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Late afternoon sees the local men gathering to play chess in the shade of the overhanging trees in Bolivar Plaza

Written and researched by Max

Palace of Inquisition

Click here to read the blog about the palace of Inquisition

Metropolitan Cathedral Basilica (Cathedral de Cartagena)

Click here to read the blog about the Metropolitan Cathedral Basilica

Plaza de la Proclamation or Proclamation Square

The plaza was originally called the square of the cathedral. It was later named Plaza del Cabildo. After that it was named Plaza del Palacioo only to be later renamed Plaza de la Proclamation on the important day when the town was gathered for people to sign the independence arc. The importance of the independence arc is this, at the end of the first decade in the 19th century people of Cartagena were divided between two groups the Toledistas and the Piñeristas groups. The Toledistas group was led by José María García de Toledo and the Piñeristas group was led by two brothers, Germán and Gabriel Gutierrez de Piñeres. These two groups fought over the presidency of the supreme government board, which was made to guide the fate of the Cartagena de Indias. The position for president was won by José María García de Toledo. The brother, in infuriation decided they would create a campaign to earn the peoples’ supports, their aim was the complete independence from Spain.

The brothers decided to gather people pressure the declaration of complete independence. On November the 11th of 1811 the supreme government board met at the government palace and discussed themes, the declaration of complete independence was proposed by Germán Gutierrez de Piñeres who was a member of the supreme government board. The mob that was waiting outside the Government palace entered it and managed to get those gathered to sign the Act of Absolute Independence from Spain

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One of the brightly coloured buildings in Proclamation Plaza.

San Basilio de Palenque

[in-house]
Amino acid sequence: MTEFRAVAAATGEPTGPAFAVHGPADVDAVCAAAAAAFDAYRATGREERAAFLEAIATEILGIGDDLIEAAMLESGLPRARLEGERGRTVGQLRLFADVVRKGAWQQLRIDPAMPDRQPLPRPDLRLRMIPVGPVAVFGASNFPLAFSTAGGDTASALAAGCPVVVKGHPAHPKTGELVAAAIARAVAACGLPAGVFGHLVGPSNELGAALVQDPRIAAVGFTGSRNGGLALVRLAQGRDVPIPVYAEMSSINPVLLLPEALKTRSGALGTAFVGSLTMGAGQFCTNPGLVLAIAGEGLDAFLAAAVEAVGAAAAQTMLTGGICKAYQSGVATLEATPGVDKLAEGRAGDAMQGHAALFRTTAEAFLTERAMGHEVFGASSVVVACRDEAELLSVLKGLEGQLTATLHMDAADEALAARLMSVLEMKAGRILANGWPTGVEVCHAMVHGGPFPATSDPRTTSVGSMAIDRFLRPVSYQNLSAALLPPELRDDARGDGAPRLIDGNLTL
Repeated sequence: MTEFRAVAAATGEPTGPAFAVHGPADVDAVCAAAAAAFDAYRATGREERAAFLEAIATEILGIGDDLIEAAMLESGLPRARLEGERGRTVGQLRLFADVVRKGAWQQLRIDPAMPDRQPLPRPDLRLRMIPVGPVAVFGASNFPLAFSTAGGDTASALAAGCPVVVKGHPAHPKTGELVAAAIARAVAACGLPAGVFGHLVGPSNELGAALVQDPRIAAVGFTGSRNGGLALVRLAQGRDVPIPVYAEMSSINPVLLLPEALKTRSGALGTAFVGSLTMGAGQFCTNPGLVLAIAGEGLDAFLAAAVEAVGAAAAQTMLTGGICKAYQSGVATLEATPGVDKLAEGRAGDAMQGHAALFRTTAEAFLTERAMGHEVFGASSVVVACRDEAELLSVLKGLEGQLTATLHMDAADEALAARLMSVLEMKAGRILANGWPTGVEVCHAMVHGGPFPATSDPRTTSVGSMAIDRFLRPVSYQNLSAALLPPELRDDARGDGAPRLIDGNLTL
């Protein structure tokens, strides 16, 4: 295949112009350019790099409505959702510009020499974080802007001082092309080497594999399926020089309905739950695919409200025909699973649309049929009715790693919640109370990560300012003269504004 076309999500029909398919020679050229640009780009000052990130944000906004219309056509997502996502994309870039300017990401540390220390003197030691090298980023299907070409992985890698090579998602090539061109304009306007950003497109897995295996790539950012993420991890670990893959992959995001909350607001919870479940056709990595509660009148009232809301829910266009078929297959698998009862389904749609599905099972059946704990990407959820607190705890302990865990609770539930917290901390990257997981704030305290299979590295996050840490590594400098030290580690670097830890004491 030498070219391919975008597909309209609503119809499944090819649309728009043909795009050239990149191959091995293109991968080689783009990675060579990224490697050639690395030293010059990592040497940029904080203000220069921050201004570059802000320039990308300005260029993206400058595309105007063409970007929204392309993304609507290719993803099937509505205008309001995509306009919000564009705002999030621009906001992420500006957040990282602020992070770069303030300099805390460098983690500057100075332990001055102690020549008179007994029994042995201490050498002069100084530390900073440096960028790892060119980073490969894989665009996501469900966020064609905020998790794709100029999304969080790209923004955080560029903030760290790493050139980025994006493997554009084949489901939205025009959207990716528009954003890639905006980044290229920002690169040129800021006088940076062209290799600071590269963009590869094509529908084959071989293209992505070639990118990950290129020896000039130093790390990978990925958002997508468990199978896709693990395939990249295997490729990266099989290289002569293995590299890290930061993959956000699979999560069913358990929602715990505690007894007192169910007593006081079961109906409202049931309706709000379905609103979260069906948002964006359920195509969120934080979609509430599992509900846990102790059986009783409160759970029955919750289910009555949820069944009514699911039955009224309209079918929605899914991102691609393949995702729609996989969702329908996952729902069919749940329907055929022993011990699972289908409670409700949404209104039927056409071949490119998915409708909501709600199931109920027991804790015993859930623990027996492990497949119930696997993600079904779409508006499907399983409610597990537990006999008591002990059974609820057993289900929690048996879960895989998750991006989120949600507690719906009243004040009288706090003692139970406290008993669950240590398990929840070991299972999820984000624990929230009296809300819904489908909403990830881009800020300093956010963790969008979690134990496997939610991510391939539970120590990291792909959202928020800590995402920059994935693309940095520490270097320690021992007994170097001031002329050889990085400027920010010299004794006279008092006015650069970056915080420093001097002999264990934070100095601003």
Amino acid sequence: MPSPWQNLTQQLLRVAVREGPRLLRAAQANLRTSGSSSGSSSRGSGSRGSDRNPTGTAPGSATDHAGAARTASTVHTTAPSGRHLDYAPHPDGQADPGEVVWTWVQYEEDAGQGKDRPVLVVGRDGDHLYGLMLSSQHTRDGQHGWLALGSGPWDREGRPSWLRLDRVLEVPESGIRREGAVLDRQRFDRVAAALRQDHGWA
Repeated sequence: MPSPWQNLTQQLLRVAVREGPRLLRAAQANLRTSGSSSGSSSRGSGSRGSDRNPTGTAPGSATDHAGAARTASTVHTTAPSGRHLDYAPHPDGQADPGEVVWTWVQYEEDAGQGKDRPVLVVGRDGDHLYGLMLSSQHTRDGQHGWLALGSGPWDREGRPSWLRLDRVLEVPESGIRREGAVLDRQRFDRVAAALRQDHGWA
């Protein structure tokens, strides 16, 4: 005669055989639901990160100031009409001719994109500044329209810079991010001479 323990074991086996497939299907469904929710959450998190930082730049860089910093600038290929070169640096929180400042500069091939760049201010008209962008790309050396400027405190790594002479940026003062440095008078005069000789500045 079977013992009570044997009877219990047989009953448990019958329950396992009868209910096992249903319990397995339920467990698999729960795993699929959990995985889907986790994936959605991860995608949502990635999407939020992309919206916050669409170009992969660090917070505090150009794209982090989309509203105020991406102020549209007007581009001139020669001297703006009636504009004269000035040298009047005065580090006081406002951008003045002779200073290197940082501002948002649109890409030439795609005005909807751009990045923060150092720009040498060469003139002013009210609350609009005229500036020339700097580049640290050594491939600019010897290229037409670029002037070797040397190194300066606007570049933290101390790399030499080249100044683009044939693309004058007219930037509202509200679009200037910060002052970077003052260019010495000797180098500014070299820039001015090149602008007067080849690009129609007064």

The Afro-Colombian woman dressed in many different colours, you will see them on the streets of Cartagena selling fruit in the main squares. These women are incredibly significant, they will be on the covers of guide books, magazines and will pose with tourists as souvenir pictures. They are however from a village which is known as the first free slave town in the Americas, the town is San Basilio de Palenque. This village is in the foothills of a small mountain range, Montes de Maria, south of Cartagena. Most people do not go there as it may not be in the guidebooks or that they don’t bother taking the time, this village however is one of the most historical places in the Americas. The village was founded in the 16th century by Benkos Biohó, who was a former African king, he was sold as a slave but escaped in 1599 from the port of Cartagena. He ran to the swamps south of Cartagena and then he made an army of other escaped slave and together they dominated the area around the small mountain range. Biohó enabled more escapes from Cartagena, in 1605 Biohó was proposed a peace treaty by the governor of Cartagena, the treaty was finalised in 1612 only to be violated by the Spanish in 1619. The Spanish captured Biohó and he was hanged in 1621. He now has a statue in the main square of Palenque that has him reaching with his right arm towards Africa, he has broken chains on his wrists. The village grew slowly with its small group but in 1691 the Spanish Crown issued a Royal Decree that freed the Africans in San Basilio de Palenque from slavery. This made San Basilio de Palenque the first free slave town. The village now has about 4,000 inhabitants.